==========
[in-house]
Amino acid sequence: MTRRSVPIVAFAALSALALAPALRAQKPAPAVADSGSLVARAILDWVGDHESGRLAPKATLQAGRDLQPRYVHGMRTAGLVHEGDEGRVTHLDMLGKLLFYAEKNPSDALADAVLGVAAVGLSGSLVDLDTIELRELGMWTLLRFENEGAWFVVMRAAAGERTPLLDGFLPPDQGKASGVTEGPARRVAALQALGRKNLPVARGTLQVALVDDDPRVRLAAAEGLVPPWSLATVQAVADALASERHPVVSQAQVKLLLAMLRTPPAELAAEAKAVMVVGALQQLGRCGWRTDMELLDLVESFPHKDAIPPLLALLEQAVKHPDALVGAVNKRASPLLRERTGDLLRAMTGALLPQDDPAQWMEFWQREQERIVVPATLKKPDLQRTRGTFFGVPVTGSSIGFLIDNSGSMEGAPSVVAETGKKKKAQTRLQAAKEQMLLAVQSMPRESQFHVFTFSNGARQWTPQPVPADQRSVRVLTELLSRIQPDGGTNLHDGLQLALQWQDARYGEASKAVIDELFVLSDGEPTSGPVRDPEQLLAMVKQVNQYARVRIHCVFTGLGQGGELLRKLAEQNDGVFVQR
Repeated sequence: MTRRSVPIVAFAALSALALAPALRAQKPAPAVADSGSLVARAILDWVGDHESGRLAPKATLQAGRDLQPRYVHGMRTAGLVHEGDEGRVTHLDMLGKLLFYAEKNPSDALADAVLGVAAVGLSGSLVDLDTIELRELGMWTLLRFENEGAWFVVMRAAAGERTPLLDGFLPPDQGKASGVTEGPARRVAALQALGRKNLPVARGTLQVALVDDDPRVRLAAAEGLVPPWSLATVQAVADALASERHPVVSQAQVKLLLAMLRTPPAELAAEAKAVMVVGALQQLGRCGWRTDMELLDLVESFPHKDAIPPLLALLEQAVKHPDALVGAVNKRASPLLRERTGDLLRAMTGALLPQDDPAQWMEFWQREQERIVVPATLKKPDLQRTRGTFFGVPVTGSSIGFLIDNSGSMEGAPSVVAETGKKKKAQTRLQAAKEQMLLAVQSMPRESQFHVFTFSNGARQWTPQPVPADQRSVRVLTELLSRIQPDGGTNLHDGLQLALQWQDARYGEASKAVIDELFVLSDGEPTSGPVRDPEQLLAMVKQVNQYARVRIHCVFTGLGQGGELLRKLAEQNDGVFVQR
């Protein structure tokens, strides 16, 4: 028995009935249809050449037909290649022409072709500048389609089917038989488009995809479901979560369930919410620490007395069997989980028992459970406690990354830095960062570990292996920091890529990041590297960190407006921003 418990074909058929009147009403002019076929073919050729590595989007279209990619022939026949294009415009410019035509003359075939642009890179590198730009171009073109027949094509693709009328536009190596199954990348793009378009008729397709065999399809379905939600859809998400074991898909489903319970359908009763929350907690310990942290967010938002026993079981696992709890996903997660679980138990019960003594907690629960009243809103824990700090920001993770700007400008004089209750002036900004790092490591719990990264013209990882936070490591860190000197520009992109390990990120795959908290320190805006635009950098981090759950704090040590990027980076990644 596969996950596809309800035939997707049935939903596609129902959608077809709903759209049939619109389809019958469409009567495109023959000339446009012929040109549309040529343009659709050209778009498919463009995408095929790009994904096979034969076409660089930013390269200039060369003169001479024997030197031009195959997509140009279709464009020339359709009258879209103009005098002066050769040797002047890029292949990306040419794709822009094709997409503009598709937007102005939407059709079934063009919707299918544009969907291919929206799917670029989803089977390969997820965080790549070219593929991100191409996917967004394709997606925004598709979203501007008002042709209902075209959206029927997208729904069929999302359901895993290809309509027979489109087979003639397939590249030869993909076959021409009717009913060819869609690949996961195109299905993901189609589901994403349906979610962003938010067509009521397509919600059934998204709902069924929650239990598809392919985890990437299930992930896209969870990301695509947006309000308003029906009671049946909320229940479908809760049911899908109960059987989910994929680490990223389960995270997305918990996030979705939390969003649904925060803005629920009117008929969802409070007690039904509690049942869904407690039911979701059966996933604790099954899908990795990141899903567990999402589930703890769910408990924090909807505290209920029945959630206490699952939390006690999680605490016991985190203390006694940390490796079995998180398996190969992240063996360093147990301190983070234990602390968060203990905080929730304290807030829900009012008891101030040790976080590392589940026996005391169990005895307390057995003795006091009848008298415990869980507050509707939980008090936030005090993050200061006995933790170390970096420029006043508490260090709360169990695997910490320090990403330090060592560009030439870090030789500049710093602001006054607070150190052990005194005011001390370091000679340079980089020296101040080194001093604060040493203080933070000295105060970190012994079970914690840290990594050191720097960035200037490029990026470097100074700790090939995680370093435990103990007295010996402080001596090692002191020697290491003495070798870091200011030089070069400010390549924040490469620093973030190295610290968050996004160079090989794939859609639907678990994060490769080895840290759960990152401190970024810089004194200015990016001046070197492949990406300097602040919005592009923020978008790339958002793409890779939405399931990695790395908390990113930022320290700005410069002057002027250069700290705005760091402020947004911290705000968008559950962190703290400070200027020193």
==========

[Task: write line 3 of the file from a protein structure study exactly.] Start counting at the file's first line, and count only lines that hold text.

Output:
Repeated sequence: MTRRSVPIVAFAALSALALAPALRAQKPAPAVADSGSLVARAILDWVGDHESGRLAPKATLQAGRDLQPRYVHGMRTAGLVHEGDEGRVTHLDMLGKLLFYAEKNPSDALADAVLGVAAVGLSGSLVDLDTIELRELGMWTLLRFENEGAWFVVMRAAAGERTPLLDGFLPPDQGKASGVTEGPARRVAALQALGRKNLPVARGTLQVALVDDDPRVRLAAAEGLVPPWSLATVQAVADALASERHPVVSQAQVKLLLAMLRTPPAELAAEAKAVMVVGALQQLGRCGWRTDMELLDLVESFPHKDAIPPLLALLEQAVKHPDALVGAVNKRASPLLRERTGDLLRAMTGALLPQDDPAQWMEFWQREQERIVVPATLKKPDLQRTRGTFFGVPVTGSSIGFLIDNSGSMEGAPSVVAETGKKKKAQTRLQAAKEQMLLAVQSMPRESQFHVFTFSNGARQWTPQPVPADQRSVRVLTELLSRIQPDGGTNLHDGLQLALQWQDARYGEASKAVIDELFVLSDGEPTSGPVRDPEQLLAMVKQVNQYARVRIHCVFTGLGQGGELLRKLAEQNDGVFVQR